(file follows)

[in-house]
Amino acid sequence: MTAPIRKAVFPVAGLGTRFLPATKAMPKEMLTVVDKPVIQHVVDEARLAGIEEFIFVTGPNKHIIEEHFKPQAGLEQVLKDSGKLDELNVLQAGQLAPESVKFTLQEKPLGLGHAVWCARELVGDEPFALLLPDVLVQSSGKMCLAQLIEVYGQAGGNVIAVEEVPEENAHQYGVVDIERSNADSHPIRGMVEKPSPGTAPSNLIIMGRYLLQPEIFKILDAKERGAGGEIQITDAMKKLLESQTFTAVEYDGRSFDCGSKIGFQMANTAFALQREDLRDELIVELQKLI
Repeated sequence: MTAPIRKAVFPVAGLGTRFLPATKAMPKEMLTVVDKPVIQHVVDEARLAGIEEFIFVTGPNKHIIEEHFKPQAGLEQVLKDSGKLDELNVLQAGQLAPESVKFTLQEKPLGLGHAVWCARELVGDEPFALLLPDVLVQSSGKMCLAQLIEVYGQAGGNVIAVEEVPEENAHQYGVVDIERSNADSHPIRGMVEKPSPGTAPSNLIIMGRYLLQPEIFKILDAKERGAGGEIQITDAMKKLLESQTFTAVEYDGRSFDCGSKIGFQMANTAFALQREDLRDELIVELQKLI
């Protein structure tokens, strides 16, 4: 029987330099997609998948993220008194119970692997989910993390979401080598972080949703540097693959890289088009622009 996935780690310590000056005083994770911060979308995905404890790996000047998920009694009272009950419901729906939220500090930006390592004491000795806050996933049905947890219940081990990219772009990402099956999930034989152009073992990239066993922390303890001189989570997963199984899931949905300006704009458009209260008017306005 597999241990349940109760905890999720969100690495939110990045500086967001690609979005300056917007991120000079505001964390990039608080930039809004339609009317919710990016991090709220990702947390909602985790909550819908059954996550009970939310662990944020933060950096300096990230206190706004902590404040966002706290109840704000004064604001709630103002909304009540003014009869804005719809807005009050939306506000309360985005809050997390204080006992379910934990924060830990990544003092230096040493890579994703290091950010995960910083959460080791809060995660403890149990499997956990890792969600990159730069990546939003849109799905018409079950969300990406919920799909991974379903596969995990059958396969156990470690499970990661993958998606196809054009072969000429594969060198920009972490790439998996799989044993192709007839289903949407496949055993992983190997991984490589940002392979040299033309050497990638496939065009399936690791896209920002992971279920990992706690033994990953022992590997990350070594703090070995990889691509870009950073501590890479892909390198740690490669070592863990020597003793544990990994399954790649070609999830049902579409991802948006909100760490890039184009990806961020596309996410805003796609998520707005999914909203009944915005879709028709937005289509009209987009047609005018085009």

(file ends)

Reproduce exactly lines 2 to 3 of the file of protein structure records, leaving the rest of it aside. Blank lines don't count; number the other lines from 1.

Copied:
Amino acid sequence: MTAPIRKAVFPVAGLGTRFLPATKAMPKEMLTVVDKPVIQHVVDEARLAGIEEFIFVTGPNKHIIEEHFKPQAGLEQVLKDSGKLDELNVLQAGQLAPESVKFTLQEKPLGLGHAVWCARELVGDEPFALLLPDVLVQSSGKMCLAQLIEVYGQAGGNVIAVEEVPEENAHQYGVVDIERSNADSHPIRGMVEKPSPGTAPSNLIIMGRYLLQPEIFKILDAKERGAGGEIQITDAMKKLLESQTFTAVEYDGRSFDCGSKIGFQMANTAFALQREDLRDELIVELQKLI
Repeated sequence: MTAPIRKAVFPVAGLGTRFLPATKAMPKEMLTVVDKPVIQHVVDEARLAGIEEFIFVTGPNKHIIEEHFKPQAGLEQVLKDSGKLDELNVLQAGQLAPESVKFTLQEKPLGLGHAVWCARELVGDEPFALLLPDVLVQSSGKMCLAQLIEVYGQAGGNVIAVEEVPEENAHQYGVVDIERSNADSHPIRGMVEKPSPGTAPSNLIIMGRYLLQPEIFKILDAKERGAGGEIQITDAMKKLLESQTFTAVEYDGRSFDCGSKIGFQMANTAFALQREDLRDELIVELQKLI